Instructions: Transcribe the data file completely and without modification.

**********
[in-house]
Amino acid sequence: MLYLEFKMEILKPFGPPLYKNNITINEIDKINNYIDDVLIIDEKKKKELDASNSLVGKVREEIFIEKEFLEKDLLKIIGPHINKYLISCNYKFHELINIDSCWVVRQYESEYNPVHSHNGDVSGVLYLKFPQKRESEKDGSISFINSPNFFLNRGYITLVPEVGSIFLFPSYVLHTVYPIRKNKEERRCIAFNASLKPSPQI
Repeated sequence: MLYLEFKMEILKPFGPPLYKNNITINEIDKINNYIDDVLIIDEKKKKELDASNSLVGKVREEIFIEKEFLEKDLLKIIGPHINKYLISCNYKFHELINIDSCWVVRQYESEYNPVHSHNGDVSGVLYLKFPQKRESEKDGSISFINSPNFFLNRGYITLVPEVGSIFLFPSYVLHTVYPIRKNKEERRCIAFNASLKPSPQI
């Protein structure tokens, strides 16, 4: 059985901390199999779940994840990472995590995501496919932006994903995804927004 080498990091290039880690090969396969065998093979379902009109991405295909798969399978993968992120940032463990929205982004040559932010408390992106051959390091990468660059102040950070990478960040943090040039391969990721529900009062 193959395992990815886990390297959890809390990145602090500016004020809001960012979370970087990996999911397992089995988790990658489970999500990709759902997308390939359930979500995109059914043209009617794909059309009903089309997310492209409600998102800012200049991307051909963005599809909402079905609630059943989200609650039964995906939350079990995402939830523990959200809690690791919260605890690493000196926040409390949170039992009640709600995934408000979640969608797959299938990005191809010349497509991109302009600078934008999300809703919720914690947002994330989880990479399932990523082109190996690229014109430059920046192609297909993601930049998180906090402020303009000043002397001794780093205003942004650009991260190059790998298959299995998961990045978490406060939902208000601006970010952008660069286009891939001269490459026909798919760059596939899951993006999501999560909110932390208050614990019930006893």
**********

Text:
[in-house]
Amino acid sequence: MLYLEFKMEILKPFGPPLYKNNITINEIDKINNYIDDVLIIDEKKKKELDASNSLVGKVREEIFIEKEFLEKDLLKIIGPHINKYLISCNYKFHELINIDSCWVVRQYESEYNPVHSHNGDVSGVLYLKFPQKRESEKDGSISFINSPNFFLNRGYITLVPEVGSIFLFPSYVLHTVYPIRKNKEERRCIAFNASLKPSPQI
Repeated sequence: MLYLEFKMEILKPFGPPLYKNNITINEIDKINNYIDDVLIIDEKKKKELDASNSLVGKVREEIFIEKEFLEKDLLKIIGPHINKYLISCNYKFHELINIDSCWVVRQYESEYNPVHSHNGDVSGVLYLKFPQKRESEKDGSISFINSPNFFLNRGYITLVPEVGSIFLFPSYVLHTVYPIRKNKEERRCIAFNASLKPSPQI
């Protein structure tokens, strides 16, 4: 059985901390199999779940994840990472995590995501496919932006994903995804927004 080498990091290039880690090969396969065998093979379902009109991405295909798969399978993968992120940032463990929205982004040559932010408390992106051959390091990468660059102040950070990478960040943090040039391969990721529900009062 193959395992990815886990390297959890809390990145602090500016004020809001960012979370970087990996999911397992089995988790990658489970999500990709759902997308390939359930979500995109059914043209009617794909059309009903089309997310492209409600998102800012200049991307051909963005599809909402079905609630059943989200609650039964995906939350079990995402939830523990959200809690690791919260605890690493000196926040409390949170039992009640709600995934408000979640969608797959299938990005191809010349497509991109302009600078934008999300809703919720914690947002994330989880990479399932990523082109190996690229014109430059920046192609297909993601930049998180906090402020303009000043002397001794780093205003942004650009991260190059790998298959299995998961990045978490406060939902208000601006970010952008660069286009891939001269490459026909798919760059596939899951993006999501999560909110932390208050614990019930006893």